Very addictive red yeast fried chicken.. you will have to reset your weight loss goal after the trip
You can opt for King Yew Restaurant which offers traditional Fuzhou dishes such as mixed vegetable, red wine mee sua, sweet and sour fish, oyster omelette and fish maw. For more, contact 05 691 6621.
Two cool hangout spots which popped up in Sitiawan are The Farm Café and School of Animals. For instance, School of Animals is a quirky and unique space which serves an extensive range of crafted beer, homemade kefir drinks and good food such as cheesy chicken sloppy joe, all day Iberico sausage breakfast, Japanese egg pizza and Japanese curry rice. Other spots worth checking out are The Baker’s Hut and Iwan Grill Place. Iwan Grill Place is a cosy spot serving both Western and Asian cuisine.
Burnt Matcha Chocolate Cheesecake
All kinds of imported beers just above The Farm Cafe, in School of Animals.
They make their own kefir drink from mango, passionfruit & pineapple.
Look how cute is the hand drawn menu! <3
Your trip will not be complete without packing home some 100 per cent hand-pulled mee sua from Lucky Food Enterprise (behind Simpang Lima’s only petrol station),
gong pian from Sitiawan Cheong Cia Gong Pian (No. 12, Jalan Tok Perdana)
and mung bean biscuit from San Yew Chay Biscuit Shop (193, Lorong Belakang, Kampung Koh).
One powerhouse in the seafood restaurant scene is pork-free Villa Seafood Restaurant at No. 384, Kg Cina. Established for over 20 years, highly recommended are the four heavenly kings made up of four types of seafood, oyster omelette, marmite crab and fried mee hoon with crab. Open from 11am till 10pm. Closed on Wednesday.
One hidden gem is Nan Leong Crockery Shop which has been around for about 50 years and is filled to the brim with every old-school household item one can imagine from enamel crockery, poultry waterer, biscuit mould, wooden clogs, bamboo steamer basket to paper umbrella. Located along Jalan Lumut, it is open from 10am to 6.30pm (close on Sunday).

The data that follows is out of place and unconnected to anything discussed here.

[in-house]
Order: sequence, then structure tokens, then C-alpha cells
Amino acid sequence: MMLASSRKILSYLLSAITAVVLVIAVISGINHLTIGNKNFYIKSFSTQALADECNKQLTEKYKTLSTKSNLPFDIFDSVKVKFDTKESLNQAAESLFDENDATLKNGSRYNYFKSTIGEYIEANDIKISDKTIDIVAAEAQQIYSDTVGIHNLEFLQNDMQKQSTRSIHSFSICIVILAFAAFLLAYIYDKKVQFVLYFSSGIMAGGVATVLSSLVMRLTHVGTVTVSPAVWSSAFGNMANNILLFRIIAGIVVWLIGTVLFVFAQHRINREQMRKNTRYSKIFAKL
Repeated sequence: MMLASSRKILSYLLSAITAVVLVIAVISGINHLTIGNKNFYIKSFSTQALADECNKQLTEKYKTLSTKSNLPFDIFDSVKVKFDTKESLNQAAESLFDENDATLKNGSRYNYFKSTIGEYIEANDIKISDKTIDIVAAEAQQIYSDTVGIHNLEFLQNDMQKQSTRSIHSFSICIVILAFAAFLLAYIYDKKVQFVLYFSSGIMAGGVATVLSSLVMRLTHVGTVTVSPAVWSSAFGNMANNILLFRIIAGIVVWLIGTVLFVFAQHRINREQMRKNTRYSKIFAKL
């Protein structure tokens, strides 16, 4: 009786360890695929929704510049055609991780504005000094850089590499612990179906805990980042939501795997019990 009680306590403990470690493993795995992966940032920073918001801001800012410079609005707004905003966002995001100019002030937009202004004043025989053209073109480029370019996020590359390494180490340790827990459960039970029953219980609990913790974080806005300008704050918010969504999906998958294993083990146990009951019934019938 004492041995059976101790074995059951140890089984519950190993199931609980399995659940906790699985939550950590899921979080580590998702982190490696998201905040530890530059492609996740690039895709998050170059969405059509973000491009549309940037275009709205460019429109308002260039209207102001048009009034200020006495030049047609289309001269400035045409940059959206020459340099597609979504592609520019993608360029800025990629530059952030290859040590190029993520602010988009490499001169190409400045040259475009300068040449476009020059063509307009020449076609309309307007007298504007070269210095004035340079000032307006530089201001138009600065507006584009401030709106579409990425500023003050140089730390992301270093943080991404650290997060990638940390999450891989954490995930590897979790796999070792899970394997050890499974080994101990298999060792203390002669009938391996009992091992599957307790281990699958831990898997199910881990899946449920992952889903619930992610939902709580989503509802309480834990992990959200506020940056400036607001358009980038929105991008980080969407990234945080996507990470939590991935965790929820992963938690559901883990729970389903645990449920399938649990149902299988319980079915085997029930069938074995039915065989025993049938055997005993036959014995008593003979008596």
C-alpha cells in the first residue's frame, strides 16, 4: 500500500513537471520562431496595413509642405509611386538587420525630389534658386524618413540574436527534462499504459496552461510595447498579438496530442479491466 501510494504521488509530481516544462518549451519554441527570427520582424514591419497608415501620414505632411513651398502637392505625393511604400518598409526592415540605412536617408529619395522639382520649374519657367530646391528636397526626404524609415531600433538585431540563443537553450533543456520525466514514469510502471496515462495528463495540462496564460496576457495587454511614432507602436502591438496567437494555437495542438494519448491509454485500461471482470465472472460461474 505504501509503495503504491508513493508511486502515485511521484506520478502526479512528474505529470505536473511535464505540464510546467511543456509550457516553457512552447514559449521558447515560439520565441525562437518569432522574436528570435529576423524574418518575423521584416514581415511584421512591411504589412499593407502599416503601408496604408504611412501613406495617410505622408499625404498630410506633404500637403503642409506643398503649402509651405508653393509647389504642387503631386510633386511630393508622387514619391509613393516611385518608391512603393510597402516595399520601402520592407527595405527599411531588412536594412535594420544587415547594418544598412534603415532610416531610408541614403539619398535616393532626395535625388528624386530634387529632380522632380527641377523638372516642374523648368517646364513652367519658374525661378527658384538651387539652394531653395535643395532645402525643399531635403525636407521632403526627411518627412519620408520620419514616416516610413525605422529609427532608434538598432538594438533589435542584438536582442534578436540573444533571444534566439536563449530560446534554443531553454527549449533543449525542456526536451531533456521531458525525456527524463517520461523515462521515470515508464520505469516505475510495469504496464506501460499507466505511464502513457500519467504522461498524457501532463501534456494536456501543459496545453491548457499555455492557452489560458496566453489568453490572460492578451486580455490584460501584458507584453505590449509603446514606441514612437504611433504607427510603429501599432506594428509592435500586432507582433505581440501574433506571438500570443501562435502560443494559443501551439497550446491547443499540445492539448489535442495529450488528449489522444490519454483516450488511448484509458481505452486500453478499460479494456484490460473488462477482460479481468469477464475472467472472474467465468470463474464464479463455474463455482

A stone’s throw away from Sitiawan Cheong Cia Gong Pian and other attractions is the Mornington Hotel (Sitiawan branch) which makes it an ideal stay for its location alone. Offering heart-warming hospitality and value-added service, Mornington is devoted to pampering you like a family member in an oasis of comfort. Room type ranges from standard queen, deluxe twin, standard family, deluxe suite to two-bedroom suite. Book our room for RM84 per night here: http://www.booking.com/Share-8FuAhOW For details, call 05 692 818
For morning exercise, an adventurous option will be a morning trek up the 331.4m Engku Busu Hill while a family-friendly option will be a stroll at the Mangrove Park teeming with tiny blue crabs and mudskippers. Both are self-guided.For the adventurers, Engku Busu Hill
For families, Mangrove Forest Park A challenge for you during your visit- Look for this monkey(right) who has lost its right arm.
Mud crabs walking with a big claw instead of two are so adorable.
Also another challenge for you – at the end of the trail you will come to a river bank, try to look for mud skippers. A test for the eyes.
Sate your appetite at D Warisan Restaurant (closed on Monday) from 10am till 5pm. Self-service. During the weekend, take your pick from the over 60 Malay dishes available especially its ulam (traditional salad) and ikan bakar (grilled fish). Walk off your meal at Teluk Senangin Beach right after.
The Teluk Batik Beach is another popular choice easily accessible by car. The soft-sand beach is situated in a bay with a good amount of shade for that tropical atmosphere.
All rooms in The Orient Star Resort Lumut have a panoramic view of the sea and its surrounding area with modern comfort and amenities with ample parking to boot. Designed with simple elegance, the deluxe resort is located along the bank’s waterfront overseeing the azure blue sea (Lot 203 & 366, Jalan Iskandar Shah, 32200 Lumut). Recreation facilities and family package are available. Book our room for RM119(breakfast included) here: http://www.booking.com/Share-KCZtJg For reservation, call 05 683 3800 or email email@example.com.Book our room for RM119(breakfast included) here: http://www.booking.com/Share-KCZtJg